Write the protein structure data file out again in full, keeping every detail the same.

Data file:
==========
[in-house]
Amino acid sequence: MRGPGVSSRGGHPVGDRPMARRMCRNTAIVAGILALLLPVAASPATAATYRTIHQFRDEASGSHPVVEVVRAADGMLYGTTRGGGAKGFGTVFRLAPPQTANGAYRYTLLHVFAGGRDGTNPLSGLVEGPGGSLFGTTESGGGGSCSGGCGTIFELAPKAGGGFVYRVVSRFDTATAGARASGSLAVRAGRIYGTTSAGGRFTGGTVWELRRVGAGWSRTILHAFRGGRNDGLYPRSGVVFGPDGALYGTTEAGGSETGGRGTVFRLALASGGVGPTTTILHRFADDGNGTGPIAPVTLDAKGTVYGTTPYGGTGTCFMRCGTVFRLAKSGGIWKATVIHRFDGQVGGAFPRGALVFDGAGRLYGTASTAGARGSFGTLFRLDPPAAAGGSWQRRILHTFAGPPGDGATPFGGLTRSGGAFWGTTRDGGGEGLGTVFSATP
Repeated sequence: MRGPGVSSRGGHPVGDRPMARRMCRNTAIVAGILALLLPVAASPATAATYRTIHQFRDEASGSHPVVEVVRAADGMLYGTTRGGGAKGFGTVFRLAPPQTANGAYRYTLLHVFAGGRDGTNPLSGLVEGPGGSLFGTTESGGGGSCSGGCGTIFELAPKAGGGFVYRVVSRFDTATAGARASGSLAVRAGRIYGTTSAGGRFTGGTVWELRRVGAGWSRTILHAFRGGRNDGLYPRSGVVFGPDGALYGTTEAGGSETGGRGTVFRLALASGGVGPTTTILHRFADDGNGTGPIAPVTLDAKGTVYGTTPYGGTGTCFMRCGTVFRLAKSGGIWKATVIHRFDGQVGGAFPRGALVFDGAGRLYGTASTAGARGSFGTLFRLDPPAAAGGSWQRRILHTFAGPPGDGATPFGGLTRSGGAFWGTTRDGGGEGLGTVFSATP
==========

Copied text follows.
[in-house]
Amino acid sequence: MRGPGVSSRGGHPVGDRPMARRMCRNTAIVAGILALLLPVAASPATAATYRTIHQFRDEASGSHPVVEVVRAADGMLYGTTRGGGAKGFGTVFRLAPPQTANGAYRYTLLHVFAGGRDGTNPLSGLVEGPGGSLFGTTESGGGGSCSGGCGTIFELAPKAGGGFVYRVVSRFDTATAGARASGSLAVRAGRIYGTTSAGGRFTGGTVWELRRVGAGWSRTILHAFRGGRNDGLYPRSGVVFGPDGALYGTTEAGGSETGGRGTVFRLALASGGVGPTTTILHRFADDGNGTGPIAPVTLDAKGTVYGTTPYGGTGTCFMRCGTVFRLAKSGGIWKATVIHRFDGQVGGAFPRGALVFDGAGRLYGTASTAGARGSFGTLFRLDPPAAAGGSWQRRILHTFAGPPGDGATPFGGLTRSGGAFWGTTRDGGGEGLGTVFSATP
Repeated sequence: MRGPGVSSRGGHPVGDRPMARRMCRNTAIVAGILALLLPVAASPATAATYRTIHQFRDEASGSHPVVEVVRAADGMLYGTTRGGGAKGFGTVFRLAPPQTANGAYRYTLLHVFAGGRDGTNPLSGLVEGPGGSLFGTTESGGGGSCSGGCGTIFELAPKAGGGFVYRVVSRFDTATAGARASGSLAVRAGRIYGTTSAGGRFTGGTVWELRRVGAGWSRTILHAFRGGRNDGLYPRSGVVFGPDGALYGTTEAGGSETGGRGTVFRLALASGGVGPTTTILHRFADDGNGTGPIAPVTLDAKGTVYGTTPYGGTGTCFMRCGTVFRLAKSGGIWKATVIHRFDGQVGGAFPRGALVFDGAGRLYGTASTAGARGSFGTLFRLDPPAAAGGSWQRRILHTFAGPPGDGATPFGGLTRSGGAFWGTTRDGGGEGLGTVFSATP